Do you like clocks? I really like clocks as an alternative to artwork. You can make them out of almost anything as long as you have the quartz clock movement.
I saw a clock on Thistlewood Farms (a blog and blogger that I love). I’ve always wanted to make something like it because my husband loves bikes. It is made from a bicycle wheel. I have lots of bicycle-art in my home because my husband blogs about cycling and he loves to ride.
Here’s my version of a bicycle wheel clock. I hope you like it.
To make a bicycle clock you need these supplies.
- Bicycle Wheel without the tire – I took one off an old unused bike.
- Numbers – I wanted to use large wood Roman numerals and I found them on Etsy
- Velcro – I used velcro to attach the movement to the wheel so that I can easily change the battery later.
- Clock mechanism with hands – be sure to buy a high torque long shaft movement because a bicycle tire is large.
- Round piece – You need to attach something round in front of the clock mechanism to hide it. I used a coaster, but in the example I was trying to replicate she used a paint can lid. It can be anything round that isn’t too thick.
- Spray Paint – Optional if you want to change the color of the hands. I used red.
Steps to Make the Bicycle clock
Once I finally started to make the clock it only took about an hour (although there many weeks of procrastination).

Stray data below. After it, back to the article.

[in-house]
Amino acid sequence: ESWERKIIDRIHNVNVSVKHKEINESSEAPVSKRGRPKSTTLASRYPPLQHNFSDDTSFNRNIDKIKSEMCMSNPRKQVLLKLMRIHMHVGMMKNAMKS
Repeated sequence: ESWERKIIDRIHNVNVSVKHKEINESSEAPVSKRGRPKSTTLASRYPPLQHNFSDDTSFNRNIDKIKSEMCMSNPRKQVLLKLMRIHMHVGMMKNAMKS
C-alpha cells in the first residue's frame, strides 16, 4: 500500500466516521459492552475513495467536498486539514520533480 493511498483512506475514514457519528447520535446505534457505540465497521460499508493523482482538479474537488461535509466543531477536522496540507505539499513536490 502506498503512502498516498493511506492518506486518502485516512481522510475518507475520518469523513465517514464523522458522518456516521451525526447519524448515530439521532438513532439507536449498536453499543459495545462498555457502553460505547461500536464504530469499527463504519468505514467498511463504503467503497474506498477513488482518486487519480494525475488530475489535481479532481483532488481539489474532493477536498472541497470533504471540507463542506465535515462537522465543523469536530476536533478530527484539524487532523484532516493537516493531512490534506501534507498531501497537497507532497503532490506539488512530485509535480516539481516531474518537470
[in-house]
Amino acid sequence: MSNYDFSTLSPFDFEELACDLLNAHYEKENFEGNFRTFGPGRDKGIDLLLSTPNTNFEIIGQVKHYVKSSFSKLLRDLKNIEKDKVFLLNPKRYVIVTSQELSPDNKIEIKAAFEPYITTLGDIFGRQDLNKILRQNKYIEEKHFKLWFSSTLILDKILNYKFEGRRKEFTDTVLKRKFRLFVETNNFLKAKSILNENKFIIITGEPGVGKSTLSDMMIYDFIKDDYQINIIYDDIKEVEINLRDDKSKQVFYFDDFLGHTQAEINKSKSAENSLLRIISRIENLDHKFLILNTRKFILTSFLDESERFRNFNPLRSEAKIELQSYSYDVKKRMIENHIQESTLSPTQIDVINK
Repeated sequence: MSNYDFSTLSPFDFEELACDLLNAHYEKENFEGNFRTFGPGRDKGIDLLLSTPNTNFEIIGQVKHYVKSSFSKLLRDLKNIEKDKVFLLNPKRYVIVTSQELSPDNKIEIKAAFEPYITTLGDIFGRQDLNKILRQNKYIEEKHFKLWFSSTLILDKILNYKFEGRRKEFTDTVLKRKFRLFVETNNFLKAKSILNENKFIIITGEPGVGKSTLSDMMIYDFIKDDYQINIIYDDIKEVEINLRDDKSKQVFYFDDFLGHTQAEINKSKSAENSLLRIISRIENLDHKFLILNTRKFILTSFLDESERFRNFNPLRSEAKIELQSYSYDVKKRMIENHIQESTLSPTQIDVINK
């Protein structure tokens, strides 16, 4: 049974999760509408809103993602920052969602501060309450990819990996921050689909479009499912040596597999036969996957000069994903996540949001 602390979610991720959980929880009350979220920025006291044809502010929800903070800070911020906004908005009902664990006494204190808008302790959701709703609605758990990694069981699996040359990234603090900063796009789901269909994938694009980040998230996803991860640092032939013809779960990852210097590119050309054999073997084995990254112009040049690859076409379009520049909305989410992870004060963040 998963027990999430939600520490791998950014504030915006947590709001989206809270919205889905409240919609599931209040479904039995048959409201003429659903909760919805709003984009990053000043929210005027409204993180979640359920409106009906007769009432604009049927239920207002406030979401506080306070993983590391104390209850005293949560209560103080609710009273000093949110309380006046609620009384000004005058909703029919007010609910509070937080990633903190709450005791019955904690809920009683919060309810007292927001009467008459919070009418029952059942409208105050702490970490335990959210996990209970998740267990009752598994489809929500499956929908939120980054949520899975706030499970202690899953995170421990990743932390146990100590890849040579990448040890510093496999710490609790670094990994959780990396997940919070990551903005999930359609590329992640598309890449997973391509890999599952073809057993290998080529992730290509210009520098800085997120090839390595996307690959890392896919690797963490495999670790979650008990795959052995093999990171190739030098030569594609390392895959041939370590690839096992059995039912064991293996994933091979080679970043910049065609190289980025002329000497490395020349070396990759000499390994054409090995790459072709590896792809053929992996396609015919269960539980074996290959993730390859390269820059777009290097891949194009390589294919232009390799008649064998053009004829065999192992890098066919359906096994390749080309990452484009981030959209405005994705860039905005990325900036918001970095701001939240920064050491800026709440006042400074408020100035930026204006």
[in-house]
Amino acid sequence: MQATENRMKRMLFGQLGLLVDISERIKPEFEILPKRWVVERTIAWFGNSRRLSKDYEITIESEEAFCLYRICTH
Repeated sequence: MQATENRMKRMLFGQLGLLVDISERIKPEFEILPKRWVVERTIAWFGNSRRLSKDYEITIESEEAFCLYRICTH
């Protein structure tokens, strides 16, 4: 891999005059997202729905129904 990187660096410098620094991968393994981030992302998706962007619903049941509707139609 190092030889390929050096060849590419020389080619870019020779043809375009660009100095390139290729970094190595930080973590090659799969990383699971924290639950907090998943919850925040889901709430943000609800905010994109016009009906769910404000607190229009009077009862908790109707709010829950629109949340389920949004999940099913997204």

Step 1 – Remove the rod from the middle of the wheel. This was maybe the hardest part. Bike wheels have a large bolt through the middle that gets in the way. I had to use a wrench on either side and lots of elbow grease to get the bolt loose.
Step 2 – Spray paint your clock hands if you want to change the color.
Step 3 – Drill a hole for the clock movement in your round part. I say “part” because you can use any round piece you want. You could use a paint can lid or a coaster (as I did). See 2021 update below.
Step 4 – Put a piece of velcro over the middle of your wheel and stick the other side to the back of your clock movement. You could use glue, but it will be difficult to change the battery if you do this.
Step 5 – Attach the clock hands according to the manufacturer’s instructions included in the movement set. A word of caution – when I first assembled my clock I found that the clock hands were sticking whenever they overlapped. You might need to gently bend the clock hands so that they don’t stick as they pass each other. Mine stopped at 4:20 (which made my husband laugh).
Step 6 – Hang your clock on the wall. Once it’s hung it’s easier to see where the numbers should go. Then attach your numbers to the wall. I didn’t want all the numbers just 12, 3, 6 and 9. I attached them with double sided foam tape.
Here’s my final clock and I really like the way it turned out. It’s hanging in my laundry area, which I recently wallpapered. You can read about that wallpaper project here.
2021 Update: If you’re actually making this clock you should know that I had to ditch the velcro because the bike wheel was too heavy. The clock was leaning in a way that didn’t look quite right.
On round two I used a metal bracket fastened with a screw to a different coaster as the clock center. You can see the details here.